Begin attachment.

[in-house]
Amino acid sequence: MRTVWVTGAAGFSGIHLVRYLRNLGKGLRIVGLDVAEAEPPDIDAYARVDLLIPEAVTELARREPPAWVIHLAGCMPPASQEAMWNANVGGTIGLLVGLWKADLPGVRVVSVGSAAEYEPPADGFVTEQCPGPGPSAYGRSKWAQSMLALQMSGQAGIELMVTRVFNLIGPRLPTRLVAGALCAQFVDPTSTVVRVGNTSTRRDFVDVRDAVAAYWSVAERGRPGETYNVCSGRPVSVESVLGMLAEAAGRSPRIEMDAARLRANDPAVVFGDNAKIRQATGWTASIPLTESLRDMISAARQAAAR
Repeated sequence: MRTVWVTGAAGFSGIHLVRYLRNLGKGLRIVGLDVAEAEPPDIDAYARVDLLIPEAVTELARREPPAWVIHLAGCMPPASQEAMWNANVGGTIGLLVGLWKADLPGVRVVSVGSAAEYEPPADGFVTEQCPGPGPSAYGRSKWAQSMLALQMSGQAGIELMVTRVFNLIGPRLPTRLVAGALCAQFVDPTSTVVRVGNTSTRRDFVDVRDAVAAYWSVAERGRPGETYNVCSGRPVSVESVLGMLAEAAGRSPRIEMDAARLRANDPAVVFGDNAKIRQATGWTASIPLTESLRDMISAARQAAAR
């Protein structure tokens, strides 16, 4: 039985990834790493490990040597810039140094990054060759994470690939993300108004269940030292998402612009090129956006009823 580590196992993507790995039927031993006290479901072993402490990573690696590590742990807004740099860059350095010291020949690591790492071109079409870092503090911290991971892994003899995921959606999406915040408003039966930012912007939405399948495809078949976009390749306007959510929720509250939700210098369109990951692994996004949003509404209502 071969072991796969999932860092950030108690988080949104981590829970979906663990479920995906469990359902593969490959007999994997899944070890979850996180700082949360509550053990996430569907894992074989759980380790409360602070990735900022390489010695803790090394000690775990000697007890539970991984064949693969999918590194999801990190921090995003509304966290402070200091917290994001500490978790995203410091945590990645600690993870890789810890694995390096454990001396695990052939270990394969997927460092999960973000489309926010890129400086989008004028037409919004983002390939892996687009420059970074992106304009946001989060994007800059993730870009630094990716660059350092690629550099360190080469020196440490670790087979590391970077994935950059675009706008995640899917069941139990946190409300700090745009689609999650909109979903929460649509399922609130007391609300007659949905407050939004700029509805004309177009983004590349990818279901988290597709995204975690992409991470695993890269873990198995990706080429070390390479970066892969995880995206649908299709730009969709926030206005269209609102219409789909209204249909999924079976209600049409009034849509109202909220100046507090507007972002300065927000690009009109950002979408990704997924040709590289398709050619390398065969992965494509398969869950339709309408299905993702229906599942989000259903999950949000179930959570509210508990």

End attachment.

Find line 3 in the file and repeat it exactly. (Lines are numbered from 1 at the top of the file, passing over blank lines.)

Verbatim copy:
Repeated sequence: MRTVWVTGAAGFSGIHLVRYLRNLGKGLRIVGLDVAEAEPPDIDAYARVDLLIPEAVTELARREPPAWVIHLAGCMPPASQEAMWNANVGGTIGLLVGLWKADLPGVRVVSVGSAAEYEPPADGFVTEQCPGPGPSAYGRSKWAQSMLALQMSGQAGIELMVTRVFNLIGPRLPTRLVAGALCAQFVDPTSTVVRVGNTSTRRDFVDVRDAVAAYWSVAERGRPGETYNVCSGRPVSVESVLGMLAEAAGRSPRIEMDAARLRANDPAVVFGDNAKIRQATGWTASIPLTESLRDMISAARQAAAR